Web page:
March 29, 2021


NASA, the US-based space agency successfully landed the Perseverance Rover on 18 February 2021 as part of the Mars 2020 mission. This is NASA’s fourth rover mission to the red planet and it is the first to host a tiny helicopter, with plans to collect Mars samples that will be returned to earth in a future mission.

A view from the descent stage (sky crane) as NASA’s Perseverance rover prepares to land on Mars on 18 February 2021. IMAGE: NASA.


Perseverance Rover’s Descent and Touchdown on Mars

“This mission will be flying a helicopter, and it will be the very first time that a heavier-than-air machine has attempted to fly on another planet,” says SANSA Chief Scientist, Dr. Michael Kosch, who is keeping a close eye on the mission. 

Read also: SANSA partners with NASA to develop a new deep space ground station which will support missions to the Moon and Mars

The onboard helicopter, dubbed Ingenuity, will be NASA’s technology demonstrator for powered flight on Mars, and Kosch is looking forward to seeing how the device handles Mars’ thin atmosphere and other harsh conditions.

The Perseverance Rover has pioneered a few important milestones, such as the second attempt at the skycrane maneuver for gently landing the rover, a myriad of new cameras to see Mars in a new light, and equipment for drilling on the surface to obtain samples to be returned to earth with a future mission.

“That we can go to another planet and bring samples back is something that has never been done before,” says Kosch. “It is much easier to do the chemical analysis when you have the stuff here on Earth. We know that’s possible because the Japanese have managed to bring back samples from asteroids. The Americans have brought back samples from the moon.”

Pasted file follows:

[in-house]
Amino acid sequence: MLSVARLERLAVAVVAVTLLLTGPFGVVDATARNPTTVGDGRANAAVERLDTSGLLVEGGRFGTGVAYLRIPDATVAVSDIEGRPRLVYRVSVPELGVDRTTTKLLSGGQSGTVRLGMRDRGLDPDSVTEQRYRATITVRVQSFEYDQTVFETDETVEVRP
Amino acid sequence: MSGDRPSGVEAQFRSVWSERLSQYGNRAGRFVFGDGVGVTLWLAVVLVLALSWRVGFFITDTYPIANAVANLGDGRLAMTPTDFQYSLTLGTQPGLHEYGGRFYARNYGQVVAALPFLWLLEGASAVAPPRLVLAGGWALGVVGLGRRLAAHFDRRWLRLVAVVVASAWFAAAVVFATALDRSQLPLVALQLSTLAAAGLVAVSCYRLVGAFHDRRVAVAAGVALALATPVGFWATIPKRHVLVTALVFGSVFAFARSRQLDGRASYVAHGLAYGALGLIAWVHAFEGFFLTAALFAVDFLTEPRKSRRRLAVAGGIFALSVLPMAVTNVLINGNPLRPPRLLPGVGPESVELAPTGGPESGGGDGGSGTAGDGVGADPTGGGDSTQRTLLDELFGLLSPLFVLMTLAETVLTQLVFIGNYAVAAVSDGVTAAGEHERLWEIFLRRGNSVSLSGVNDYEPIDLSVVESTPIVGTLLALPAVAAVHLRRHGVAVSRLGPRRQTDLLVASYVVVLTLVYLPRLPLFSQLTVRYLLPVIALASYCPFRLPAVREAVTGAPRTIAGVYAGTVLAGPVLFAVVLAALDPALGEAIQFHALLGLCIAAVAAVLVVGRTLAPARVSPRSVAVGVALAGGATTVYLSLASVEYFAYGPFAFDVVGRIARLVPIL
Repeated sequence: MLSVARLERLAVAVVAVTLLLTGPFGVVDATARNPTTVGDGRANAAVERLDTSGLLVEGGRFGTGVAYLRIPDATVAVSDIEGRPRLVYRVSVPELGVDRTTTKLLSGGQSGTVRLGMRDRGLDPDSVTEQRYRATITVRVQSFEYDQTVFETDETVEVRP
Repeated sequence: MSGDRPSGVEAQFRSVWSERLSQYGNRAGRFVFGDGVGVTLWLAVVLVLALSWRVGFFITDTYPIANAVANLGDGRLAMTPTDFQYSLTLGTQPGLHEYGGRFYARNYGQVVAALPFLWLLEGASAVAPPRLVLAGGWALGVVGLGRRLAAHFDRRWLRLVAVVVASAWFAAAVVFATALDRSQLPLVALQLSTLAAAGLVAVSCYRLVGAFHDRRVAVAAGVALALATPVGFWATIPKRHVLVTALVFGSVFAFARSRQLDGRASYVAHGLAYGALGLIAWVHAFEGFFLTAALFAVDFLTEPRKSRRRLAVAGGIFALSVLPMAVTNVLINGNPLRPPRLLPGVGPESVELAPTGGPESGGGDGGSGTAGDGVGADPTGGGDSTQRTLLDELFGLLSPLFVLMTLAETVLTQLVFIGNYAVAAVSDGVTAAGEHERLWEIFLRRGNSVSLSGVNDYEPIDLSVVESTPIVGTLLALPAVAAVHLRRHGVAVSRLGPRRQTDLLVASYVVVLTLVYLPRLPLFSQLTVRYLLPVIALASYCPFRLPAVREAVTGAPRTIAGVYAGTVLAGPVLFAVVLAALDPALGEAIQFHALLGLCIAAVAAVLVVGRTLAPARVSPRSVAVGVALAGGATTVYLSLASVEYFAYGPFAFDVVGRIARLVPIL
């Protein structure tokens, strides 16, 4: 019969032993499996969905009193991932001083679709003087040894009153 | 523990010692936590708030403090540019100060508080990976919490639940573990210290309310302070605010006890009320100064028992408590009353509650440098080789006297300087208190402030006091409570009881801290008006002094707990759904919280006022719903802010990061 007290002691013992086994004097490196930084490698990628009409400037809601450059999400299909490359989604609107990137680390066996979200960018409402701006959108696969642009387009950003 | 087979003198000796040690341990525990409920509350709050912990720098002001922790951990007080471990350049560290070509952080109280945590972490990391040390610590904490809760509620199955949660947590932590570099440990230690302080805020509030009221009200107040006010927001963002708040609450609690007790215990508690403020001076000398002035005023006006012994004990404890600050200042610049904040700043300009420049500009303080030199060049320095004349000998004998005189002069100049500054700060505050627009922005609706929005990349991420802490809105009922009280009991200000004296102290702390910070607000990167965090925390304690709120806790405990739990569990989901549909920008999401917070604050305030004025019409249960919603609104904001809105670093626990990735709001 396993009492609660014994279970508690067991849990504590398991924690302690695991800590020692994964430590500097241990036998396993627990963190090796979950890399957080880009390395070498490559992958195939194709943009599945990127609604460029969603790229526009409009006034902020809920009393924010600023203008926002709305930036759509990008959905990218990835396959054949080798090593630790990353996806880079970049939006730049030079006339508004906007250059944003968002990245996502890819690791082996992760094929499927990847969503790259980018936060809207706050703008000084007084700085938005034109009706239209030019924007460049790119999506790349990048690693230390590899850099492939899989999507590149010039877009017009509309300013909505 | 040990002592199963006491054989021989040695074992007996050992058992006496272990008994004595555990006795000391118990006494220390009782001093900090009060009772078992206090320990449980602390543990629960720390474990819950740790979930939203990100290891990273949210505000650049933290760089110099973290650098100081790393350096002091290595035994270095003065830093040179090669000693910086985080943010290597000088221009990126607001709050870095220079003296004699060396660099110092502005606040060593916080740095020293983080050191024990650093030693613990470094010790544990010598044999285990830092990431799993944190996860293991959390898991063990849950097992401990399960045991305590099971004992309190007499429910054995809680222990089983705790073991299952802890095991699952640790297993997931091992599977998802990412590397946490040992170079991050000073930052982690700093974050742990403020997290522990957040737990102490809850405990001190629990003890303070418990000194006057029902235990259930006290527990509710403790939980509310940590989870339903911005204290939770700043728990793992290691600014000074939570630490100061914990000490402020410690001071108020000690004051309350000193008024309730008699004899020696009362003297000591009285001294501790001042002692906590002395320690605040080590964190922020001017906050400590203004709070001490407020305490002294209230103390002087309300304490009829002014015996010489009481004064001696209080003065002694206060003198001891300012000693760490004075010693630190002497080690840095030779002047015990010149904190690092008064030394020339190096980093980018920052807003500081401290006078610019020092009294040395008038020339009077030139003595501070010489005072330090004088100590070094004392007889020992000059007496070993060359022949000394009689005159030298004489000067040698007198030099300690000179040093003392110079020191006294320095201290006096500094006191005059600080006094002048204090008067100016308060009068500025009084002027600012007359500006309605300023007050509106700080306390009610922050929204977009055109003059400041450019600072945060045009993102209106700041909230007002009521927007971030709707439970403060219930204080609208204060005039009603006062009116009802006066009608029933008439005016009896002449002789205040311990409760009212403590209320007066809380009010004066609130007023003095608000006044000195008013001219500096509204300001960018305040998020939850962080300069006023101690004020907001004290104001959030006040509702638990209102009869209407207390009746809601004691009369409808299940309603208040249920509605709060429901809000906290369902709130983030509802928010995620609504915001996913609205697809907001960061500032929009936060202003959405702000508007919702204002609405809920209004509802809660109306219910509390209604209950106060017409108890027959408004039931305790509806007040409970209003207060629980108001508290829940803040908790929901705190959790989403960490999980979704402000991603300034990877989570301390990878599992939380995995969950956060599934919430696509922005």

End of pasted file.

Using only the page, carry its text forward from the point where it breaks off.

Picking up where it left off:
Having samples brought back to earth will allow scientists all over the world to determine if there are any signs that life ever existed on Mars and give researchers more clues regarding the history of our neighbouring planet, and if the earth might encounter the same fate of losing most of our water and atmosphere.

Mars 2020 is just one of many missions to the red planet currently underway from large economies such as China, to emerging countries with blossoming space agencies like the United Arab Emirates (UAE). The UAE’s Hope Mars Mission successfully sent back images of the red planet after it arrived at Mars orbit just days before Perseverance, and China’s Tianwen-1 mission is in Mars orbit with plans to land in April or May 2020.  

“Just knowing that something is possible inspires other countries, including South Africa, to do this development,” Kosch says.

Categories: UncategorizedTags: